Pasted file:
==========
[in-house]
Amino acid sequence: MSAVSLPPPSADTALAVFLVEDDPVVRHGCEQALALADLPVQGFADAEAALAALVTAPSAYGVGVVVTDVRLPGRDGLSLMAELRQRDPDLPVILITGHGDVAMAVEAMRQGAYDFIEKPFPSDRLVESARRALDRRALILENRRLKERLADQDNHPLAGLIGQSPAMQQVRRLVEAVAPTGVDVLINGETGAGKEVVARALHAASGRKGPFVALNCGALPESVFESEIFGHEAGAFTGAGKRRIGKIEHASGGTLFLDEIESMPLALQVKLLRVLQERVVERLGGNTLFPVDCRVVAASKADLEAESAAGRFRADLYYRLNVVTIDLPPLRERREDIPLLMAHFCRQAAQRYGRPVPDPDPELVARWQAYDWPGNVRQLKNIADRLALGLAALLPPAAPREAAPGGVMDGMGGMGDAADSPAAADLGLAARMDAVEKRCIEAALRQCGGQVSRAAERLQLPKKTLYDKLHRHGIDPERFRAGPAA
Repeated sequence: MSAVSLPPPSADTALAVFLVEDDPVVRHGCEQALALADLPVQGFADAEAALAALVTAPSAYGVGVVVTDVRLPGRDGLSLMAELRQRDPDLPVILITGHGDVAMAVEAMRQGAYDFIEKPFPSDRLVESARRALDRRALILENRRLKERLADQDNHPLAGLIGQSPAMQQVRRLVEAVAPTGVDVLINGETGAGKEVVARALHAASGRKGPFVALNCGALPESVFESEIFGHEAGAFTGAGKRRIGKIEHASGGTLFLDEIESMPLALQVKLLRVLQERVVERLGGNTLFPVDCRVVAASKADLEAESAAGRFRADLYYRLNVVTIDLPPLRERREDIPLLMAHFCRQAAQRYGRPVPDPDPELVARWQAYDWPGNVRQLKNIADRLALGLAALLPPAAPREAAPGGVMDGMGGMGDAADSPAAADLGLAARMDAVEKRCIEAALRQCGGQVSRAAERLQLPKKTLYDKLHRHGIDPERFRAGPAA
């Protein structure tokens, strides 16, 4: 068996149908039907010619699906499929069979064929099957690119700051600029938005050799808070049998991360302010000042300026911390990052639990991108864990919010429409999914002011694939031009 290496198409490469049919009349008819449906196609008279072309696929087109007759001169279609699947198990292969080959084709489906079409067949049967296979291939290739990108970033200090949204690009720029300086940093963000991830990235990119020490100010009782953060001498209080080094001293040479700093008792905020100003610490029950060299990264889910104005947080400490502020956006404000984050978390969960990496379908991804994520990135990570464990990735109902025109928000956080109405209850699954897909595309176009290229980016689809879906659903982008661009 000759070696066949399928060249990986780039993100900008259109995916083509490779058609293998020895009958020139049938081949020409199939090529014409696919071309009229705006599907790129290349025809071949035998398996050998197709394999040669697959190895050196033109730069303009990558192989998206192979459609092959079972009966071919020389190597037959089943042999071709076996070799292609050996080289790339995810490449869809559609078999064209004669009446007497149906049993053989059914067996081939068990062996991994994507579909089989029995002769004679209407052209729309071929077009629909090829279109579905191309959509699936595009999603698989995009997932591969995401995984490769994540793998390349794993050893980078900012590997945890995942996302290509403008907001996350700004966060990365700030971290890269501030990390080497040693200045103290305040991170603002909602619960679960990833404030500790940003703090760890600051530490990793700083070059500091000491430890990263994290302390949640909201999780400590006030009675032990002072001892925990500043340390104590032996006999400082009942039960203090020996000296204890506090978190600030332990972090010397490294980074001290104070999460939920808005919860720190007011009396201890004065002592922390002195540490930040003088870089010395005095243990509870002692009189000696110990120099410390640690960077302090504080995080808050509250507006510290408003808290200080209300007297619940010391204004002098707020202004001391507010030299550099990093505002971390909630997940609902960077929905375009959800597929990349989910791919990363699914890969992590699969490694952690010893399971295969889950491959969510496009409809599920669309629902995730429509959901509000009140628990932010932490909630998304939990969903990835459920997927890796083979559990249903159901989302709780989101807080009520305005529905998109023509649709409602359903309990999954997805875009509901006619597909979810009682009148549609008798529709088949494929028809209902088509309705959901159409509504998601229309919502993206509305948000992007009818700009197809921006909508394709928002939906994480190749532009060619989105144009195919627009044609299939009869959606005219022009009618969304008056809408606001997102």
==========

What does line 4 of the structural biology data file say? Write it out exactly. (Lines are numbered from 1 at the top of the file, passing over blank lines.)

């Protein structure tokens, strides 16, 4: 068996149908039907010619699906499929069979064929099957690119700051600029938005050799808070049998991360302010000042300026911390990052639990991108864990919010429409999914002011694939031009 290496198409490469049919009349008819449906196609008279072309696929087109007759001169279609699947198990292969080959084709489906079409067949049967296979291939290739990108970033200090949204690009720029300086940093963000991830990235990119020490100010009782953060001498209080080094001293040479700093008792905020100003610490029950060299990264889910104005947080400490502020956006404000984050978390969960990496379908991804994520990135990570464990990735109902025109928000956080109405209850699954897909595309176009290229980016689809879906659903982008661009 000759070696066949399928060249990986780039993100900008259109995916083509490779058609293998020895009958020139049938081949020409199939090529014409696919071309009229705006599907790129290349025809071949035998398996050998197709394999040669697959190895050196033109730069303009990558192989998206192979459609092959079972009966071919020389190597037959089943042999071709076996070799292609050996080289790339995810490449869809559609078999064209004669009446007497149906049993053989059914067996081939068990062996991994994507579909089989029995002769004679209407052209729309071929077009629909090829279109579905191309959509699936595009999603698989995009997932591969995401995984490769994540793998390349794993050893980078900012590997945890995942996302290509403008907001996350700004966060990365700030971290890269501030990390080497040693200045103290305040991170603002909602619960679960990833404030500790940003703090760890600051530490990793700083070059500091000491430890990263994290302390949640909201999780400590006030009675032990002072001892925990500043340390104590032996006999400082009942039960203090020996000296204890506090978190600030332990972090010397490294980074001290104070999460939920808005919860720190007011009396201890004065002592922390002195540490930040003088870089010395005095243990509870002692009189000696110990120099410390640690960077302090504080995080808050509250507006510290408003808290200080209300007297619940010391204004002098707020202004001391507010030299550099990093505002971390909630997940609902960077929905375009959800597929990349989910791919990363699914890969992590699969490694952690010893399971295969889950491959969510496009409809599920669309629902995730429509959901509000009140628990932010932490909630998304939990969903990835459920997927890796083979559990249903159901989302709780989101807080009520305005529905998109023509649709409602359903309990999954997805875009509901006619597909979810009682009148549609008798529709088949494929028809209902088509309705959901159409509504998601229309919502993206509305948000992007009818700009197809921006909508394709928002939906994480190749532009060619989105144009195919627009044609299939009869959606005219022009009618969304008056809408606001997102």